Interventions to improve follow-up of laboratory test results pending at discharge A systematic review
Failure to follow up test results pending at discharge (TPAD) from hospitals or emergency departments is a major patient safety concern. The purpose of this review is to systematically evaluate the effectiveness of interventions to improve follow-up of laboratory TPAD.
We conducted literature searches in PubMed, CINAHL, Cochrane, and EMBASE using search terms for relevant health care settings, transition of patient care, laboratory tests, communication, and pending or missed tests. We solicited unpublished studies from the clinical laboratory community and excluded articles that did not address transitions between settings, did not include an intervention, or were not related to laboratory TPAD. We also excluded letters, editorials, commentaries, abstracts, case reports, and case series.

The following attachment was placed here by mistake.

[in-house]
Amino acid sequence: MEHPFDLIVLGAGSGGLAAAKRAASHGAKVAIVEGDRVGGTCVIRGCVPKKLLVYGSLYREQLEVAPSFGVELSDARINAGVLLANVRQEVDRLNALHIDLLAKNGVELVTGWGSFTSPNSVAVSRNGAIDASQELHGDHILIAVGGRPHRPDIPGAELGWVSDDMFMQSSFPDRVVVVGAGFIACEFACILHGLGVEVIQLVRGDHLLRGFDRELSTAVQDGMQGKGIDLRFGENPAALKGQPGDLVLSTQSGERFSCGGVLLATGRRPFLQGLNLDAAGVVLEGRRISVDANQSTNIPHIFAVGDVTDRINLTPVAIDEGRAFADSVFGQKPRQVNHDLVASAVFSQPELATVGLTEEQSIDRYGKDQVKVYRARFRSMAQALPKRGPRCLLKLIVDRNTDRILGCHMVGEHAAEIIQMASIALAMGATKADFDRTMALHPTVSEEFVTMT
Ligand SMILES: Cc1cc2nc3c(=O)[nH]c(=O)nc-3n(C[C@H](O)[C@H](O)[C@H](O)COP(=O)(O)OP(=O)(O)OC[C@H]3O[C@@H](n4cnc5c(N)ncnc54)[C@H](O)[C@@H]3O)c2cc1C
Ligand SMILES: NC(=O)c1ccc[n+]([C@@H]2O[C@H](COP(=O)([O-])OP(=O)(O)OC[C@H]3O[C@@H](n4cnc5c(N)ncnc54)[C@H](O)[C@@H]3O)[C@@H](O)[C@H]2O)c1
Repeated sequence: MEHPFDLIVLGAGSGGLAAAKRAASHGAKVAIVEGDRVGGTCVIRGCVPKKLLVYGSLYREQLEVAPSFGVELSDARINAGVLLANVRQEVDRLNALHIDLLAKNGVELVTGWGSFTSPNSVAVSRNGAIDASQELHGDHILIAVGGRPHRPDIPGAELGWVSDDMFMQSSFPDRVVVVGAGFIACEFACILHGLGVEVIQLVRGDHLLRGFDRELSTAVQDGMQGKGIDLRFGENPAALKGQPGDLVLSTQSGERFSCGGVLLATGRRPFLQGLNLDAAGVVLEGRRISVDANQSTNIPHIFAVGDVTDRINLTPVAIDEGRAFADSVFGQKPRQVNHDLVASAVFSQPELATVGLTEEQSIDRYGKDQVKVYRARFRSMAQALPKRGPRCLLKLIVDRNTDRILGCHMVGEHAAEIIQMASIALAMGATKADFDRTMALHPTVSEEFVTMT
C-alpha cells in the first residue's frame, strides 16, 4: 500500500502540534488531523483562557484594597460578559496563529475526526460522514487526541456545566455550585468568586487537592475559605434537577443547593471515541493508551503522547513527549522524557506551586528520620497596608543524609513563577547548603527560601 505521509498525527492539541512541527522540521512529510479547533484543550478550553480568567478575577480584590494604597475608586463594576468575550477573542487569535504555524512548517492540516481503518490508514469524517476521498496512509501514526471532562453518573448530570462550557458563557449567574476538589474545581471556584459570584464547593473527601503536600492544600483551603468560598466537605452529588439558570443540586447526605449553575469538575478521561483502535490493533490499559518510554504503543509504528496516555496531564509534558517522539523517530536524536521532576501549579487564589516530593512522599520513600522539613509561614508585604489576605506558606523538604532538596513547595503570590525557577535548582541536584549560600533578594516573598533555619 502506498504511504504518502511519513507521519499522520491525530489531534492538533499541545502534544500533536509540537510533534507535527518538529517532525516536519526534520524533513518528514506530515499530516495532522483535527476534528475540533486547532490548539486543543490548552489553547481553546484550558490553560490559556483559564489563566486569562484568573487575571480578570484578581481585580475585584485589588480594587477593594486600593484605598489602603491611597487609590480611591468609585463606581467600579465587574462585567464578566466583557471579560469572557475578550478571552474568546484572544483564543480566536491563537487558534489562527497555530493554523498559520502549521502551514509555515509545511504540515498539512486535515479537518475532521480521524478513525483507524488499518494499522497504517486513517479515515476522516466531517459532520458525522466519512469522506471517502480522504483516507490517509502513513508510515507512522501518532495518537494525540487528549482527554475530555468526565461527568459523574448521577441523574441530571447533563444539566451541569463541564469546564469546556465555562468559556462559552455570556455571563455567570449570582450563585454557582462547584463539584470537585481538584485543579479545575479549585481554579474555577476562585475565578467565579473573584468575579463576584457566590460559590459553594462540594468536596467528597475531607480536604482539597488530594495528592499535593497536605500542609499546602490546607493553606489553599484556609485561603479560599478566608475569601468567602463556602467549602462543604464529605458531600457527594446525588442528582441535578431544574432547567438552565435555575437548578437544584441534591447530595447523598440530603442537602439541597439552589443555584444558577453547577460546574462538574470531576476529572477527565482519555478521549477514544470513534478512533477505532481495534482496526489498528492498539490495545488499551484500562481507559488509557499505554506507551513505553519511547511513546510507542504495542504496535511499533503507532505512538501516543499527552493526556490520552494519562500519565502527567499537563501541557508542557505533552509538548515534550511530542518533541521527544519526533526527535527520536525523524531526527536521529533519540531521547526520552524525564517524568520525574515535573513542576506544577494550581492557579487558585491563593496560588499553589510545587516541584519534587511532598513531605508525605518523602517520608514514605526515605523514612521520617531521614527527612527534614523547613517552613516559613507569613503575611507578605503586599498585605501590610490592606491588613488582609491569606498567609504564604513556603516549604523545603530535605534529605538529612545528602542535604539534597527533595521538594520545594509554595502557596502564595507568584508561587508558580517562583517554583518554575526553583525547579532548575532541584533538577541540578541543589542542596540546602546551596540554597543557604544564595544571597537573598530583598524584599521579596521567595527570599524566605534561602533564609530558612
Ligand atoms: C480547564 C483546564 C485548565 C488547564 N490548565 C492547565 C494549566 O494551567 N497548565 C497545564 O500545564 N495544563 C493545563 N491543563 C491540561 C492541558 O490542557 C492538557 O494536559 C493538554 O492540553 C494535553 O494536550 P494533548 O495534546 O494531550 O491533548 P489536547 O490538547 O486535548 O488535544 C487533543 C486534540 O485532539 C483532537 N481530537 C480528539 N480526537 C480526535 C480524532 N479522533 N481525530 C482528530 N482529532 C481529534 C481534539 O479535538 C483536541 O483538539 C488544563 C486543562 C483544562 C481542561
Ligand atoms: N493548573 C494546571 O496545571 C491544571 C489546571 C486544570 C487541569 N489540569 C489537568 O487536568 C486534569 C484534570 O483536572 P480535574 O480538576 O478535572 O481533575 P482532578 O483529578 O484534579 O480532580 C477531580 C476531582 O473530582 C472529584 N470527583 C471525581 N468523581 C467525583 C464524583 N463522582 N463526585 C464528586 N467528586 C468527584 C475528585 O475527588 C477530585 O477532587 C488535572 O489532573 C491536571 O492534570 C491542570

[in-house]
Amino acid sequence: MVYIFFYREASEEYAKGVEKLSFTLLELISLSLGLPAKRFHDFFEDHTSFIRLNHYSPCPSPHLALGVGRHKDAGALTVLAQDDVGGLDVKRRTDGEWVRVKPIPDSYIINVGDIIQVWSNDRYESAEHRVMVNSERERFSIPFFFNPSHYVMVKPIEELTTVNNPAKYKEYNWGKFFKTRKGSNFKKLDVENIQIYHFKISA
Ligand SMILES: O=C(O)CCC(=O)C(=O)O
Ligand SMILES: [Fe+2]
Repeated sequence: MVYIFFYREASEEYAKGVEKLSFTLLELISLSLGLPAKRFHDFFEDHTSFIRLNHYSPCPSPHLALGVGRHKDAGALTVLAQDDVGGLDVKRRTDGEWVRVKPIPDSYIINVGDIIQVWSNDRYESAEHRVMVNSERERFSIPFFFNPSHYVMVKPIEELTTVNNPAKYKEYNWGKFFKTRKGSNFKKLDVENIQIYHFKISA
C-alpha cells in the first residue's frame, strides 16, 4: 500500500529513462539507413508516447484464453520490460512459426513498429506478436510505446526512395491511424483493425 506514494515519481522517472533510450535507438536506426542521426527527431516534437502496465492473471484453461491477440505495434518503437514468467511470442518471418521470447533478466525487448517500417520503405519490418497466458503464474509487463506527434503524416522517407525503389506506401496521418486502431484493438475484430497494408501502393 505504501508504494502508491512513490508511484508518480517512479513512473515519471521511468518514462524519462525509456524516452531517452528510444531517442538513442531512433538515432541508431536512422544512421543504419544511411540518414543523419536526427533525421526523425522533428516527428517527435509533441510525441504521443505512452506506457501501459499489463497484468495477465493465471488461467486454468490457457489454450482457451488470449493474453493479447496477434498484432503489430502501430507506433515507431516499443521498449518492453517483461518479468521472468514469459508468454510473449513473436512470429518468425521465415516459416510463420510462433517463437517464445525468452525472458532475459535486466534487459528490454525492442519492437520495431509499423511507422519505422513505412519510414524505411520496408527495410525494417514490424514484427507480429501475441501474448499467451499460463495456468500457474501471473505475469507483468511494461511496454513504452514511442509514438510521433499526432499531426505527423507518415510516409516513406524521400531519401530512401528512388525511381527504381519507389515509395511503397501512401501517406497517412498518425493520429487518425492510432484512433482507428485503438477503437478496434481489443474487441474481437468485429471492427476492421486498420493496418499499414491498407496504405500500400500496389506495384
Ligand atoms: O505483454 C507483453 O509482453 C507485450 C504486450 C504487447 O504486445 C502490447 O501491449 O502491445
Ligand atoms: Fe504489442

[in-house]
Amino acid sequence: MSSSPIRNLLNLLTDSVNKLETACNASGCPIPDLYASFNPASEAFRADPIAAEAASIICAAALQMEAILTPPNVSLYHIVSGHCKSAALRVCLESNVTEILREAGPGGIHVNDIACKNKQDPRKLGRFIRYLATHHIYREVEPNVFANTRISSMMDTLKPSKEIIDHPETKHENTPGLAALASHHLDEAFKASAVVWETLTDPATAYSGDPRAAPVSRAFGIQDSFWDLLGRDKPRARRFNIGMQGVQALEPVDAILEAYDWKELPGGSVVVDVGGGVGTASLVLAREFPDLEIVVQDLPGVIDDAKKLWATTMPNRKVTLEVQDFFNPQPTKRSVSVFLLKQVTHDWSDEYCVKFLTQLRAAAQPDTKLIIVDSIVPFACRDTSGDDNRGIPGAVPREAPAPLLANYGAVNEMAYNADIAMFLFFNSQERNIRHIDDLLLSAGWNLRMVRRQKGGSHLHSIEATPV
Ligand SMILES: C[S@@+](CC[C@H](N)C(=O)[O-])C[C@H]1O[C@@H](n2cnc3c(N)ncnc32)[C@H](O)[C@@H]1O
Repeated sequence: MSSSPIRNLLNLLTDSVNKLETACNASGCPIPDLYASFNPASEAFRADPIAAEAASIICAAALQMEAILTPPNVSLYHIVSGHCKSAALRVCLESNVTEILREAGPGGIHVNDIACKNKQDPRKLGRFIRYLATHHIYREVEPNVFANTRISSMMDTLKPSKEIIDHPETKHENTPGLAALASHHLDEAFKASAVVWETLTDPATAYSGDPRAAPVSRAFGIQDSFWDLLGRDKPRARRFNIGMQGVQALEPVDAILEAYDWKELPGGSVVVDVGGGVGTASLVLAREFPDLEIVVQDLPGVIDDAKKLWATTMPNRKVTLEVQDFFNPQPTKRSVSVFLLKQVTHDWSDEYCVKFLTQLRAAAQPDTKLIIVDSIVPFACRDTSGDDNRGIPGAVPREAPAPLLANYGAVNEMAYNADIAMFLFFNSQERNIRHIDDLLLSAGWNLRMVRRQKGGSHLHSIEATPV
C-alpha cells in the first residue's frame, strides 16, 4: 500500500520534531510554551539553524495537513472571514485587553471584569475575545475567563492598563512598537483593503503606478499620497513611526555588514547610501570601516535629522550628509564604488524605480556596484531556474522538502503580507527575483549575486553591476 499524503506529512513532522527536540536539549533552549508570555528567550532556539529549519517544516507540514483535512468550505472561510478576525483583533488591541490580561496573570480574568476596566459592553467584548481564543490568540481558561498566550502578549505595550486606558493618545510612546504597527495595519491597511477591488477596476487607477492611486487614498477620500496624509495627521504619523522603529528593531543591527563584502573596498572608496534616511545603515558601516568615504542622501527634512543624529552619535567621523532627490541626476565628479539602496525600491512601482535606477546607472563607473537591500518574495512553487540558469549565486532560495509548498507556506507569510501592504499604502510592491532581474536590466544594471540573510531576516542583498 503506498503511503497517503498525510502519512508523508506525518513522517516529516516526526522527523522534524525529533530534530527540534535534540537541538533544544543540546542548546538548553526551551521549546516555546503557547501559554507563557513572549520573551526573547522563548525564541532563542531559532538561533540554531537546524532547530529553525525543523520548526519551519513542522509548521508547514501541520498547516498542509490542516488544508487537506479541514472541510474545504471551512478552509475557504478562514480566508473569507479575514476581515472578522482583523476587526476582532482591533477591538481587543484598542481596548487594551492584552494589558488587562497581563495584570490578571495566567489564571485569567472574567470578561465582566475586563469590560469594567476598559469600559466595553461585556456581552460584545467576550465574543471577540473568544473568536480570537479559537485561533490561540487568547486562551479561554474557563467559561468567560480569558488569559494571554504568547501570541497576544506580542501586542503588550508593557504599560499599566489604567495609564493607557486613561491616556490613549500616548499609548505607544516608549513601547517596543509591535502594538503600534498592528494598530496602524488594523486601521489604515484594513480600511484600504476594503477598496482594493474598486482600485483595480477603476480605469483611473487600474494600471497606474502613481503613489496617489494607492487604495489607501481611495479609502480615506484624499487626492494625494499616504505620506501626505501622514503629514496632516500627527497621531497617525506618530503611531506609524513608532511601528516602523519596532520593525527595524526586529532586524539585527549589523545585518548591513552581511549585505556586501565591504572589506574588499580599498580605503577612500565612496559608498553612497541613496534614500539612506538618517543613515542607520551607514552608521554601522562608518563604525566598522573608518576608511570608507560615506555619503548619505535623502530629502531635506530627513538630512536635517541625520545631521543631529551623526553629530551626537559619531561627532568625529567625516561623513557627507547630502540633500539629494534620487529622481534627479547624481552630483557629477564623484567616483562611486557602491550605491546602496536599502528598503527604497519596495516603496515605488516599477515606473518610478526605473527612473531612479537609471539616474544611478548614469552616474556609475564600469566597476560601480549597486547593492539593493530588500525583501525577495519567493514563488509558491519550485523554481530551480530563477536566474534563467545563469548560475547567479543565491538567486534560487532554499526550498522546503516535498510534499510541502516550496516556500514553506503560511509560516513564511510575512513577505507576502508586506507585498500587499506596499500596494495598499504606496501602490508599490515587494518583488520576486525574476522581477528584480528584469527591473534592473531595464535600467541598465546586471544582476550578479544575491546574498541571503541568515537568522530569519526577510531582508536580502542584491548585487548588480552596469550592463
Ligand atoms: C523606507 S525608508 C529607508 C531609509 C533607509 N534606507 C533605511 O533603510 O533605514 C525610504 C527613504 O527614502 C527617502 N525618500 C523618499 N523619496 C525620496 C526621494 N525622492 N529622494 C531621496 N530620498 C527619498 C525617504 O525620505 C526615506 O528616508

Of the 9,592 abstracts retrieved, eight met the inclusion criteria and reported the successful communication of TPAD. A team member abstracted predetermined data elements from each study, and a senior scientist reviewed the abstraction. Two experienced reviewers independently appraised the quality of each study using published Laboratory Medicine Best Practices (LMBP (TM)) A-6 scoring criteria.
We assessed the body of evidence using the A-6 methodology, and the evidence suggested that electronic tools or one-on-one education increased documentation of pending tests in discharge summaries. We also found that automated notifications improved awareness of TPAD.
The interventions were supported by suggestive evidence; this type of evidence is below the level of evidence required for LMBP (TM) recommendations. We encourage additional research into the impact of these interventions on key processes and health outcomes. (C) 2018 Society of Hospital Medicine
Whitehead, N. S., Williams, L., Meleth, S., Kennedy, S., Epner, P., Singh, H., ... Graber, M. L. (2018). Interventions to improve follow-up of laboratory test results pending at discharge: A systematic review. Journal of Hospital Medicine, 13(9), 631-636. https://doi.org/10.12788/jhm.2944